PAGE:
Covering the Goulburn and Murray valleys

Child sexual abuse royal commission update

Catholic Church official visits clergy and educators in Shepparton and Mooroopna.

ESTELLE GRIEPINK May 24, 2014 3:44am

Our Lady of Sacred Heart Church Elmore's Father Peter-John Neivandt, St Brendan's Primary School Shepparton principal Paula Stevenson, St Mary's Catholic Church Mooroopna's Father Joseph Luka, Truth Justice and Healing Council chief executive Francis Sullivan and Catholic Education director Philomena Billington.

The chief executive of a council representing the Catholic Church in the child sexual abuse royal commission has told local priests the issue has ‘‘been shrouded in silence for too long.’’

The Truth, Justice and Healing Council’s Francis Sullivan was in Shepparton this week to meet with more than 50 Catholic clergy and educators from across the Sandhurst Diocese.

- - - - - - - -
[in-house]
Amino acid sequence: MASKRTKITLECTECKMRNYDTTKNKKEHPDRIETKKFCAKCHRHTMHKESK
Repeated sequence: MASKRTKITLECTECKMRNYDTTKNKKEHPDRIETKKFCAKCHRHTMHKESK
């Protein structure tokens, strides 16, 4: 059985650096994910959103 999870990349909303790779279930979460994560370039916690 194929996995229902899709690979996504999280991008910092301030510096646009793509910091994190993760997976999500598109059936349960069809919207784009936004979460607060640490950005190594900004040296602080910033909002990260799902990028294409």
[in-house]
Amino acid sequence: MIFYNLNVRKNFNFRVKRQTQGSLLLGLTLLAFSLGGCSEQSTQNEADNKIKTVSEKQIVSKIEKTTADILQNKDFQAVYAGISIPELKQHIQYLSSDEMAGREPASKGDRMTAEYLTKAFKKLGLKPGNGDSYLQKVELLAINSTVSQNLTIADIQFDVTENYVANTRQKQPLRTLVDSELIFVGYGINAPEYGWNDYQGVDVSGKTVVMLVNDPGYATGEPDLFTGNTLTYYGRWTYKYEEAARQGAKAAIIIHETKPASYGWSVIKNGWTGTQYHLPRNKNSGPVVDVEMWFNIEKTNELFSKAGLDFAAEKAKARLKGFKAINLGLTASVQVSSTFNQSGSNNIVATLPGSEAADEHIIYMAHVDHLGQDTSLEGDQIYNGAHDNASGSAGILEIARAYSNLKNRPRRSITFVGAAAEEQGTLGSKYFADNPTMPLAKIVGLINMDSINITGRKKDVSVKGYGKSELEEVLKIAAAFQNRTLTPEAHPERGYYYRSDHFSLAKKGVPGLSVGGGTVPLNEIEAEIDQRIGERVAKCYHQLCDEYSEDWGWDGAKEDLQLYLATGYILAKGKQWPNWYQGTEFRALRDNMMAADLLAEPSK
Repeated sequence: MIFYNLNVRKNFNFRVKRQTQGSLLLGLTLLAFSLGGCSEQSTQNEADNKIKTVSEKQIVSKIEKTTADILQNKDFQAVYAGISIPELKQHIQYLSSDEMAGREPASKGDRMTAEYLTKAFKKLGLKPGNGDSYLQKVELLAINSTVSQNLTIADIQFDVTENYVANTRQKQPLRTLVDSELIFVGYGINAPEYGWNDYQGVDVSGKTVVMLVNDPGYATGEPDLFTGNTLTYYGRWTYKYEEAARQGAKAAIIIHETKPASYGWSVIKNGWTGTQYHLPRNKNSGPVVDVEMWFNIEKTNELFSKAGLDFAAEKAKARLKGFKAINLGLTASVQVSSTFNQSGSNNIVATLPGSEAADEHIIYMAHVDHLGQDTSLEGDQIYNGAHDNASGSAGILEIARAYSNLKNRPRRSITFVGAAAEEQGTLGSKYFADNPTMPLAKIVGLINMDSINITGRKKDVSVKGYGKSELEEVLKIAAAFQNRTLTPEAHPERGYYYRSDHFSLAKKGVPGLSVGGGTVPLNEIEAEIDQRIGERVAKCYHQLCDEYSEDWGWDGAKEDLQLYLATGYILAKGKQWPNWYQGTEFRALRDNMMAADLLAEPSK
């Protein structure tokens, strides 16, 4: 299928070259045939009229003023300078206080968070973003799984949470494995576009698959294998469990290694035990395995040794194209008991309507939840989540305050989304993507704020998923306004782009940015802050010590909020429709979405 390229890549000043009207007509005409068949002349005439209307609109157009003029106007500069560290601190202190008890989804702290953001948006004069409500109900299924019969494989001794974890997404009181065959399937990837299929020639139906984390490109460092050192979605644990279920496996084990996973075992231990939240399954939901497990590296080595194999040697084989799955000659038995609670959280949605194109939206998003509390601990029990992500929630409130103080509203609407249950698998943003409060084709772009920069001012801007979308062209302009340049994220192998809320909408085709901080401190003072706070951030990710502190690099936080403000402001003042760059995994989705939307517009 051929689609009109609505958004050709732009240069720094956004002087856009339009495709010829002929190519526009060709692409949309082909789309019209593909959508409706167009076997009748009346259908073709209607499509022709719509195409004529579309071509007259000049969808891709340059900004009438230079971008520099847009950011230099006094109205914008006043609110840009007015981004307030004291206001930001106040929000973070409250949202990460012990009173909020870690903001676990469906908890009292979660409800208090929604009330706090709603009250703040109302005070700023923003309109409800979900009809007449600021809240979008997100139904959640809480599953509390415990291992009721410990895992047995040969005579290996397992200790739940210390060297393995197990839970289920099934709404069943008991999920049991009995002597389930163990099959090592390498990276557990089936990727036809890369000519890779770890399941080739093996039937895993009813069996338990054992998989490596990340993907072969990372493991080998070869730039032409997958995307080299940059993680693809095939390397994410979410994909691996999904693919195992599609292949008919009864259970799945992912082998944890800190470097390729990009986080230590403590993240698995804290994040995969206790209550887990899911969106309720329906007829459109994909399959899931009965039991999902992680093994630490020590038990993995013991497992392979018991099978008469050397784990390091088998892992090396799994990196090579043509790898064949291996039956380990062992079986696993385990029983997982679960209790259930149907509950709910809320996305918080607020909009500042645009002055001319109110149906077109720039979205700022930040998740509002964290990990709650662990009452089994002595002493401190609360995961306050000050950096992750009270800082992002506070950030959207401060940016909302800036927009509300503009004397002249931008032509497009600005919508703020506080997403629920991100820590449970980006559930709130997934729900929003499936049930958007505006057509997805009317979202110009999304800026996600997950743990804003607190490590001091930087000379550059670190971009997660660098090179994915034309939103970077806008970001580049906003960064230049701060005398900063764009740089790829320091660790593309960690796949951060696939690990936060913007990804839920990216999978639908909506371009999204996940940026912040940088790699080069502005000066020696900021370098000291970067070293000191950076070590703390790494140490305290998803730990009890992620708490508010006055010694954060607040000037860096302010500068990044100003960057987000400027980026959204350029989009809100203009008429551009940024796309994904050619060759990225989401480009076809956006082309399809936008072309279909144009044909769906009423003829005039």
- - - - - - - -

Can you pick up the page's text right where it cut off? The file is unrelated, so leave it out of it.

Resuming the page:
Representatives from St Brendan’s Catholic Church in Shepparton, St Luke’s Catholic Primary School, Shepparton, and St Mary’s Catholic Church in Mooroopna were among those who attended.

Mr Sullivan said he visited Shepparton to update church leaders and educators about the progress of the royal commission and their potential roles in the inquiry.

‘‘I spoke about how to prepare if the royal commission needs information from the Sandhurst Diocese, and the type of reforms that will be needed in the future for child protection,’’ he said.

Mr Sullivan said after his speech at the Monsignor Peter Jeffrey Centre, there was an open discussion with many questions from the audience.

‘‘There was a very clear understanding that the royal commission is essential and is about the church ’fessing up, not being defensive, and putting the interests of the victims first,’’ he said.

‘‘People were asking lots of questions and were wondering what the next stage of reform would be in order to keep schoolchildren safe ... we also talked about the type of compensation that will be required so that people can pick up their lives again.’’

Mr Sullivan said he was pleased to be able to visit Shepparton and speak with local church leaders face-to-face about the royal commission.

‘‘The idea is to be up-front because you don’t deal with these things in a subdued way,’’ he said.

‘‘Some of the conversations can be very confronting, but the nature of this issue is that it’s been left in the dark for too long.’’

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